Monday, February 13, 2012

Workers in Greece battle bosses’ austerity with two general strikes

G. Dunkel
Workers World
February 12, 2012

For the big-business media like the New York Times, the Wall Street Journal and CNN television, the big news from Greece involves what is going to happen to Greek bonds, the euro, the European economy and the world economy. For these media and their owners, the hundreds of billions, even trillions of dollars at stake explain this emphasis.

But the true essence of the events in Greece is the heroic struggle of the Greek working class, in this small country of 11 million people, to defeat the cruel, draconian austerity being imposed by the European big banks.

This struggle is vitally important for workers and the poor throughout the world and deserves solidarity and support worldwide.

Economists predict that given the recent vicious cuts imposed by the European Central Bank and the International Monetary Fund, and accepted by the Greek government, the Greek economy — already in five years of recession — won't come out of its spiraling downturn until at least 2015.

Four right-wing cabinet ministers and two socialists resigned from the coalition regime because they refused to identify themselves with this new round of austerity. For its own ultra-nationalist reasons, the Popular Orthodox Rally (LAOS), a small, near-fascist party, left the cabinet.

The coalition cabinet still managed to patch itself back together, and the Greek parliament voted Feb. 12 to accept this austerity plan.

Meanwhile, 25,000 union-organized protesters were demonstrating outside Parliament, which was protected by 3,000 police, who used tear gas against the demonstrators. On the edges of the protest, youth battled police, some throwing firebombs, and parts of Athens were on fire.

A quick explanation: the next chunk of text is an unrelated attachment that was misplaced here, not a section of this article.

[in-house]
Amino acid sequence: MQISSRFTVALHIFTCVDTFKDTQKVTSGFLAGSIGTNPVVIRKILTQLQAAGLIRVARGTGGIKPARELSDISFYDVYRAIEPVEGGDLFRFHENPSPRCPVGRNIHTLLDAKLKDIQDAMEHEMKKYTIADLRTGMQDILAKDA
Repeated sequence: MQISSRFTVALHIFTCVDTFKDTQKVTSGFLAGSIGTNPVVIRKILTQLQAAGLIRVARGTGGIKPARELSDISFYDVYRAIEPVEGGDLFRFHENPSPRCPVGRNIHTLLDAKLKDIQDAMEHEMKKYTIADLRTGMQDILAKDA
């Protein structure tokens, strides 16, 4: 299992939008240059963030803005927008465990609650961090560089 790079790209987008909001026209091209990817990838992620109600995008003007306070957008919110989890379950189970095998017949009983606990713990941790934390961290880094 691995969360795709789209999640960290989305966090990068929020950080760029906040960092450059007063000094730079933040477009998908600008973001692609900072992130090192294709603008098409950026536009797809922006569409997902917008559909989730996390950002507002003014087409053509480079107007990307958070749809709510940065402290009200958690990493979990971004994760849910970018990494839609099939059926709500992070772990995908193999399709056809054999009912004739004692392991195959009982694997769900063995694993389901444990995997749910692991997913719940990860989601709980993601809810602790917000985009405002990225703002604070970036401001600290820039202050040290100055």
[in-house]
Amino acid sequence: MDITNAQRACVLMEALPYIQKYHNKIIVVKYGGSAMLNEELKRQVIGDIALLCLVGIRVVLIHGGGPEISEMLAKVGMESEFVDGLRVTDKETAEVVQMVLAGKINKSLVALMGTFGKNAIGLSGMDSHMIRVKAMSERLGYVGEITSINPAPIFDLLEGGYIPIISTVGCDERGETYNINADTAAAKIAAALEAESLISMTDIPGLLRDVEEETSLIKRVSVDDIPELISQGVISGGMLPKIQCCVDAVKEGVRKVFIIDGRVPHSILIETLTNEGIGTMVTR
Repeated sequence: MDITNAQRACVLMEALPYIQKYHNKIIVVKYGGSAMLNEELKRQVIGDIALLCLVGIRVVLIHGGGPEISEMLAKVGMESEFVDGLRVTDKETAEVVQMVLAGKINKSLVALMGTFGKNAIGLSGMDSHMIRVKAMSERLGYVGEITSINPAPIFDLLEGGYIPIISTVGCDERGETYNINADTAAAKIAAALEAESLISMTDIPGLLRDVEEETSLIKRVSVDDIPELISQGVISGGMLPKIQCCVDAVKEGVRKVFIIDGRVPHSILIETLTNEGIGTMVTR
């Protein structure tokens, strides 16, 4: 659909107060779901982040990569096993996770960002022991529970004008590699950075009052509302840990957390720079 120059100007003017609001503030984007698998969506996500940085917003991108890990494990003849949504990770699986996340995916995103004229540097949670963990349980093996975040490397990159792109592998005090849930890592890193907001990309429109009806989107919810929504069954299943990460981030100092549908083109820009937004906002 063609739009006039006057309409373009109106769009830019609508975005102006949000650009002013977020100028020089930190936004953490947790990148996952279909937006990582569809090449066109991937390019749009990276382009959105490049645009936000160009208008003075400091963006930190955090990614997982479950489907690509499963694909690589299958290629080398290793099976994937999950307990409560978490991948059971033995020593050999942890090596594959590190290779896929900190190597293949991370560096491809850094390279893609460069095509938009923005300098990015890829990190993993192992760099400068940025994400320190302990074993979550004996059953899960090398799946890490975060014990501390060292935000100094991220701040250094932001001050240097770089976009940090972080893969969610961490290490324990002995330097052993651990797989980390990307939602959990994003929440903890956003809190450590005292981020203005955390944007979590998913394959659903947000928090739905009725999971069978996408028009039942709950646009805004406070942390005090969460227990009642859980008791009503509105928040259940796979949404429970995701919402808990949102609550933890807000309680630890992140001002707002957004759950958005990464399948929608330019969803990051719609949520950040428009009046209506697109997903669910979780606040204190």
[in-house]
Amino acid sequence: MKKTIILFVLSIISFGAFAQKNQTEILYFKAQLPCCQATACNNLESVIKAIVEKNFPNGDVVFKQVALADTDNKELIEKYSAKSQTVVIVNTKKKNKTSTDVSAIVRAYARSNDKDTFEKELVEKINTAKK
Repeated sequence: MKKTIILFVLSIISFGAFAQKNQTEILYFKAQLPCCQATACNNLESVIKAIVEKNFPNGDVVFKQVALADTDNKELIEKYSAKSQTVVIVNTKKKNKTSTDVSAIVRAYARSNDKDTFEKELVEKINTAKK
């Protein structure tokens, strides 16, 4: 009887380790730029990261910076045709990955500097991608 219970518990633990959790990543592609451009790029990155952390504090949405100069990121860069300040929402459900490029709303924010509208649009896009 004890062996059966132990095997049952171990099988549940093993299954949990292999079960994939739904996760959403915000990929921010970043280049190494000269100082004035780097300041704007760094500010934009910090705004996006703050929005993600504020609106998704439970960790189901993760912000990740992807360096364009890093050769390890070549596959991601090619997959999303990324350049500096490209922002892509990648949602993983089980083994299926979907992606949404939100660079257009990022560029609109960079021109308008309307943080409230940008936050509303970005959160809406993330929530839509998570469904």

Vicious austerity cutbacks

What people now call the Troika — the European Commission, the European Central Bank and the International Monetary Fund — is demanding the following vicious cuts in return for a bank bailout:

• Cutting the minimum wage for private sector workers by 22 percent and for those newly hired at the minimum by 32 percent; workers at the minimum have already lost 45 percent of their 2009 wages;

• Collective bargaining agreements between the unions and companies in a particular sector of the economy are abolished;

• Cuts in supplementary pensions, soon to be followed by cuts to basic pensions;

• 15,000 public sector employees will lose their jobs this year followed by 150,000 two years after this, in an economy where unemployment is officially over 20 percent;

• Cuts in social services; those in health care will place human lives in danger;

• Stepped up tax enforcement against self-employed workers and small businesses in order to support the tax exemptions of big capital.

Since the minimum wage is the benchmark for most union/company agreements in Greece, lowering it will lower all private sector wages.

Workers fight back

In a working-class response to this latest wave of austerity, the three main unions in Greece called for a general strike on Feb. 7, which was widely followed. The strike stopped train and ferry services nationwide, while many schools and banks were closed and state hospitals worked with skeleton staff.

The steelworkers union, which had been on strike for 100 days, led a march on Parliament. There were some scattered sharp skirmishes between protesters and cops on the edges of the crowd, which drew a lot of press attention — more attention than did the tens of thousands who were protesting.